Good luck!

    Mike

  20. #20
    Cyburbian
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    Yeah, my guess is that this is all technically feasible, but the politics and NIMBYism are likely to be legendary. Still, the bridge and interchange are crucial components of any future development (2-acre lot subdivsion or corporate campuses) on Bells Bend (western side of river).

    This link could also free up regional highway capapcity (I-40 and Briley Parkway/SR-155), by providing an all-surface street route option for the the river bend and points in between. There would also be a VMT stabilization/reduction benefit by providing a more direct route option.

    The proposed project's still so relatively big and new, I'm not quite sure what to make of it yet. I do know that 2-acre lot subdivsions are a dime-a-dozen and something that's ultimately a money-drain for the city/county. Take a look if interested. One figure I've seen is 60,000 ADT estimated within 10-15 years; the only significant road on the river bend running north-south (Old Hickory Blvd.) is a narrow, 2-lane rural road, so I'm grappling with how to develop a cross section that:

    a) maintains a "rural" feel (i.e. swale vs. curb & gutter, minimal lighting, etc.)
    b) moves traffic volumes at a reasonable pace
    c) limits development along the road (this is the elephant in the room, both access management and the larger question of using transfer-of-development rights, conservation easements to prevent intense residential development, a.k.a. DRIVEWAYS every 50', on the northern section)

    Take a look if interested.

    http://www.maytowncenter.com/

    Check out page 21 especially:

    http://www.nashville.gov/mpc/pdfs/ma...s_March_25.pdf

  21. #21
    Cyburbian njm's avatar
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    Rochester, NY Area

    NYDOT is looking into the diverging diamond and SPUI at an interchange in the southern suburbs of Rochester, NY. They may have interesting information Here
    What luck! A random assemblage of words never sounded less intelligent.

  22. #22
    Cyburbian jmello's avatar
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    Quote Originally posted by Tall Fella' View post
    ...I'm grappling with how to develop a cross section that:

    a) maintains a "rural" feel (i.e. swale vs. curb & gutter, minimal lighting, etc.)
    b) moves traffic volumes at a reasonable pace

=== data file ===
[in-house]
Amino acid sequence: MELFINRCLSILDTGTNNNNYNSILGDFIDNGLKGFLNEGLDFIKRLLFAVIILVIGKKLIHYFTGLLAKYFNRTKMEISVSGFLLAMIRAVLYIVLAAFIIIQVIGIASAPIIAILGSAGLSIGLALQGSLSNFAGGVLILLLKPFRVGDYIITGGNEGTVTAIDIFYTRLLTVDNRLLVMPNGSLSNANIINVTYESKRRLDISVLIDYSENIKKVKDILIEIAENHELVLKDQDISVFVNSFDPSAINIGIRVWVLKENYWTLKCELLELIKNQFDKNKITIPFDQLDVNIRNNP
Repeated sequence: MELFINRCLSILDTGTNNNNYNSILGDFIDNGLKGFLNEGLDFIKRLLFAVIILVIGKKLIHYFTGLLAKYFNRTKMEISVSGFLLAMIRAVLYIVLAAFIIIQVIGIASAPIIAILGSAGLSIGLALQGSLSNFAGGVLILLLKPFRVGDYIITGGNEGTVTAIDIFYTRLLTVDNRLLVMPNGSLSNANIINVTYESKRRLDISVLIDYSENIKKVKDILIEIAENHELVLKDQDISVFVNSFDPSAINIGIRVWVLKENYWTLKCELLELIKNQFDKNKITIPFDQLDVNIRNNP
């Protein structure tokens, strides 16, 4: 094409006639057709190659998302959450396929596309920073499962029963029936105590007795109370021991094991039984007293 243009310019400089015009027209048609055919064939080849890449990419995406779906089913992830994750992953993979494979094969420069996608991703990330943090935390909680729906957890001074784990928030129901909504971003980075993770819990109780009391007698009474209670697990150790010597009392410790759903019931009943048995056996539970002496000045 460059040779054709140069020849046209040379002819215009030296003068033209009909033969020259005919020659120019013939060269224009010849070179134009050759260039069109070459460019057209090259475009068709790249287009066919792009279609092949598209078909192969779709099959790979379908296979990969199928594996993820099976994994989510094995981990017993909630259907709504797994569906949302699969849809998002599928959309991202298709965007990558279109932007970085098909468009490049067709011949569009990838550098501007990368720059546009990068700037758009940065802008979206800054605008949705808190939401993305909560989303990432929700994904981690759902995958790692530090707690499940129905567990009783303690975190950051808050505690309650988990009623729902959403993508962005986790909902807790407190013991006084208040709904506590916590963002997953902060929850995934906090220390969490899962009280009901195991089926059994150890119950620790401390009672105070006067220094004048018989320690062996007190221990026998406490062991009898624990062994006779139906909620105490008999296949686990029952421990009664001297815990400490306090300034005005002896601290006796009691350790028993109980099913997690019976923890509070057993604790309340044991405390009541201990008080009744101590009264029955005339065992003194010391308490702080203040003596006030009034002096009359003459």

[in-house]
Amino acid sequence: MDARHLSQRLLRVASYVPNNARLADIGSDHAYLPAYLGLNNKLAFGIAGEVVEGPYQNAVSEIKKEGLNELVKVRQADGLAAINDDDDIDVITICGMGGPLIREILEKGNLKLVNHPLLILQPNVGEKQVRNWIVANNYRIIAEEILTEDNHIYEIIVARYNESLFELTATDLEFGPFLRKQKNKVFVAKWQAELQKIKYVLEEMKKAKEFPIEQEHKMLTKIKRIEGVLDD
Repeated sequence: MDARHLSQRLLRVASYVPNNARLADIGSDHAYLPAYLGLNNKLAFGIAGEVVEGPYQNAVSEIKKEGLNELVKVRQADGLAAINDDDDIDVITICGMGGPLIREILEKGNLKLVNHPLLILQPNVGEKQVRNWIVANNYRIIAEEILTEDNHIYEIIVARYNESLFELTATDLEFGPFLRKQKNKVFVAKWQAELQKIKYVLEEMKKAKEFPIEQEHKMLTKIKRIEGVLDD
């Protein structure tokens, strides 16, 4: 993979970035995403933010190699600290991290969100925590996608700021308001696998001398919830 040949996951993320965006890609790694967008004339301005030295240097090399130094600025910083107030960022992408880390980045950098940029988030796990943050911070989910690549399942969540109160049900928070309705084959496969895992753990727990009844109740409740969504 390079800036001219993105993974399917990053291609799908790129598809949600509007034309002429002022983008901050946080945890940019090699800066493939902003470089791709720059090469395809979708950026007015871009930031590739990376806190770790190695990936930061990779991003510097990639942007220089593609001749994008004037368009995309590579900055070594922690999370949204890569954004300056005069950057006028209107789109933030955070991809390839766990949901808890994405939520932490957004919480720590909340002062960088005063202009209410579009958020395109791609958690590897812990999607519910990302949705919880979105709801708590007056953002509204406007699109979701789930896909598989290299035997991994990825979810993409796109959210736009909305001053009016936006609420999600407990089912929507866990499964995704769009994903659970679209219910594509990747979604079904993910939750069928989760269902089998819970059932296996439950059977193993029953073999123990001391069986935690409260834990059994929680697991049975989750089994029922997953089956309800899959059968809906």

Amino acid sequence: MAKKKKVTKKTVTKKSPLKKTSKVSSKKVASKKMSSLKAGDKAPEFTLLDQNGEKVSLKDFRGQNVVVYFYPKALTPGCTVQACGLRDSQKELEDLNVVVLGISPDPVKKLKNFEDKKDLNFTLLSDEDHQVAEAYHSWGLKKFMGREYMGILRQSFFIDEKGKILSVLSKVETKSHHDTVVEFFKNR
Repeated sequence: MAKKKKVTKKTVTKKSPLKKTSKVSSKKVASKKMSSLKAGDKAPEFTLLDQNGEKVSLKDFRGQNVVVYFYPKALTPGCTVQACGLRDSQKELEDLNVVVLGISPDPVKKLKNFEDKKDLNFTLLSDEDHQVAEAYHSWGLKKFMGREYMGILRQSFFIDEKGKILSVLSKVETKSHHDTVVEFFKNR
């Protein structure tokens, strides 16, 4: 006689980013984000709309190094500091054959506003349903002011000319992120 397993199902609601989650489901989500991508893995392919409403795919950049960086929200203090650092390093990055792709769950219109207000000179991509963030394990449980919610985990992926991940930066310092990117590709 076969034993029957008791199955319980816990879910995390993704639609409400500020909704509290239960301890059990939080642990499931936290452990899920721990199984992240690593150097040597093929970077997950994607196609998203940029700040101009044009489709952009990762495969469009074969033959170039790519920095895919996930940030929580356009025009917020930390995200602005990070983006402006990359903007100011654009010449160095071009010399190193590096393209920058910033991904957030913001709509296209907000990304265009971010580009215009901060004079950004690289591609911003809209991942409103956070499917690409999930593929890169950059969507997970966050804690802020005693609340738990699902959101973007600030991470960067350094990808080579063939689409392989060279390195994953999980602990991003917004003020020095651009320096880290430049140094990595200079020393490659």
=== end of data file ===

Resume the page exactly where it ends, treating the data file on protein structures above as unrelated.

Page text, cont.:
c) limits development along the road (this is the elephant in the room, both access management and the larger question of using transfer-of-development rights, conservation easements to prevent intense residential development, a.k.a. DRIVEWAYS every 50', on the northern section)
    Here are some photos of a context sensitive freeway (Route 138) that connects two bridges on Conanicut Island in my home state of Rhode Island. It maintains a rural feel through the use of wooden guard rails and extensive landscaping, while also limiting access and providing unimpeded mobility through the corridor. I really love this design. The unrealistic 40MPH speed limit was a compromise made by the state to quell opposition from residents and the town government.










  23. #23
    Cyburbian
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    Thanks NJM and Jmello!

    Hey,

    Thanks for the NYDOT link, plus the cool photos of the RI parkway. Was this road built, or at least advertised and sold, as a parkway? Also, you mentioned a 40 mph posted speed limit; are actual speeds closer to 55-60 mph? Looking at the photos, that's my guess.

  24. #24
    Cyburbian jmello's avatar
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    Quote Originally posted by Tall Fella' View post
    Was this road built, or at least advertised and sold, as a parkway? Also, you mentioned a 40 mph posted speed limit; are actual speeds closer to 55-60 mph? Looking at the photos, that's my guess.
    It was built in 1993-94. I believe that the first design included jersey barriers, metal guard rails, obtrusive signs and little landscaping. After push back from the town and residents, the state compromised and designed it more as a parkway. It was still called an expressway (New Englanders don't use the word freeway). Prevailing speeds on this road are somehwere around 50-55MPH (New Englanders also don't drive very fast).